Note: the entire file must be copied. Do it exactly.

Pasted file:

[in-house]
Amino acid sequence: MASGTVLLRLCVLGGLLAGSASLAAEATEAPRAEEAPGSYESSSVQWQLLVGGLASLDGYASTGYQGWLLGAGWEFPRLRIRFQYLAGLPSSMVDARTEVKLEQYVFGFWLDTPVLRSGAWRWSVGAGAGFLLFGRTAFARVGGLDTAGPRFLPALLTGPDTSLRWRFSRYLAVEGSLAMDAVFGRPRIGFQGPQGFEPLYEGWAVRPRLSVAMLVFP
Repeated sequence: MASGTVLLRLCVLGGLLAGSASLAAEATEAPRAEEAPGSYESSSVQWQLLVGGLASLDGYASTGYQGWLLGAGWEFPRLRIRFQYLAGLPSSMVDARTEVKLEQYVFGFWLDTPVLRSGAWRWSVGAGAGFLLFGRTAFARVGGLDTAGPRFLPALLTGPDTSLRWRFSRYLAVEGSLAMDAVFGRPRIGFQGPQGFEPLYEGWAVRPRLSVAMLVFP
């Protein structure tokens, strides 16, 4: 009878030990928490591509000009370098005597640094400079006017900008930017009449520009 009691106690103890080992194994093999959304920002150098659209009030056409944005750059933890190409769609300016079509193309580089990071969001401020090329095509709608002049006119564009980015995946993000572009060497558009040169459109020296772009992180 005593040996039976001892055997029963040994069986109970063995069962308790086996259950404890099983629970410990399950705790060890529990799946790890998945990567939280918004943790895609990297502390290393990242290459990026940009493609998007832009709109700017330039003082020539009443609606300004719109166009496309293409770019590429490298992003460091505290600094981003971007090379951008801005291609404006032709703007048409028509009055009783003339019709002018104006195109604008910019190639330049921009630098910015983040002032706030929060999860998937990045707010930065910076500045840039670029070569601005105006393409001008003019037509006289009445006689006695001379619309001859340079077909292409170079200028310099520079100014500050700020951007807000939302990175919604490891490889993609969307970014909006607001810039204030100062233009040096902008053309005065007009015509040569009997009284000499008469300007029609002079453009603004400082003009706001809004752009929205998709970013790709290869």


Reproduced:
[in-house]
Amino acid sequence: MASGTVLLRLCVLGGLLAGSASLAAEATEAPRAEEAPGSYESSSVQWQLLVGGLASLDGYASTGYQGWLLGAGWEFPRLRIRFQYLAGLPSSMVDARTEVKLEQYVFGFWLDTPVLRSGAWRWSVGAGAGFLLFGRTAFARVGGLDTAGPRFLPALLTGPDTSLRWRFSRYLAVEGSLAMDAVFGRPRIGFQGPQGFEPLYEGWAVRPRLSVAMLVFP
Repeated sequence: MASGTVLLRLCVLGGLLAGSASLAAEATEAPRAEEAPGSYESSSVQWQLLVGGLASLDGYASTGYQGWLLGAGWEFPRLRIRFQYLAGLPSSMVDARTEVKLEQYVFGFWLDTPVLRSGAWRWSVGAGAGFLLFGRTAFARVGGLDTAGPRFLPALLTGPDTSLRWRFSRYLAVEGSLAMDAVFGRPRIGFQGPQGFEPLYEGWAVRPRLSVAMLVFP
């Protein structure tokens, strides 16, 4: 009878030990928490591509000009370098005597640094400079006017900008930017009449520009 009691106690103890080992194994093999959304920002150098659209009030056409944005750059933890190409769609300016079509193309580089990071969001401020090329095509709608002049006119564009980015995946993000572009060497558009040169459109020296772009992180 005593040996039976001892055997029963040994069986109970063995069962308790086996259950404890099983629970410990399950705790060890529990799946790890998945990567939280918004943790895609990297502390290393990242290459990026940009493609998007832009709109700017330039003082020539009443609606300004719109166009496309293409770019590429490298992003460091505290600094981003971007090379951008801005291609404006032709703007048409028509009055009783003339019709002018104006195109604008910019190639330049921009630098910015983040002032706030929060999860998937990045707010930065910076500045840039670029070569601005105006393409001008003019037509006289009445006689006695001379619309001859340079077909292409170079200028310099520079100014500050700020951007807000939302990175919604490891490889993609969307970014909006607001810039204030100062233009040096902008053309005065007009015509040569009997009284000499008469300007029609002079453009603004400082003009706001809004752009929205998709970013790709290869």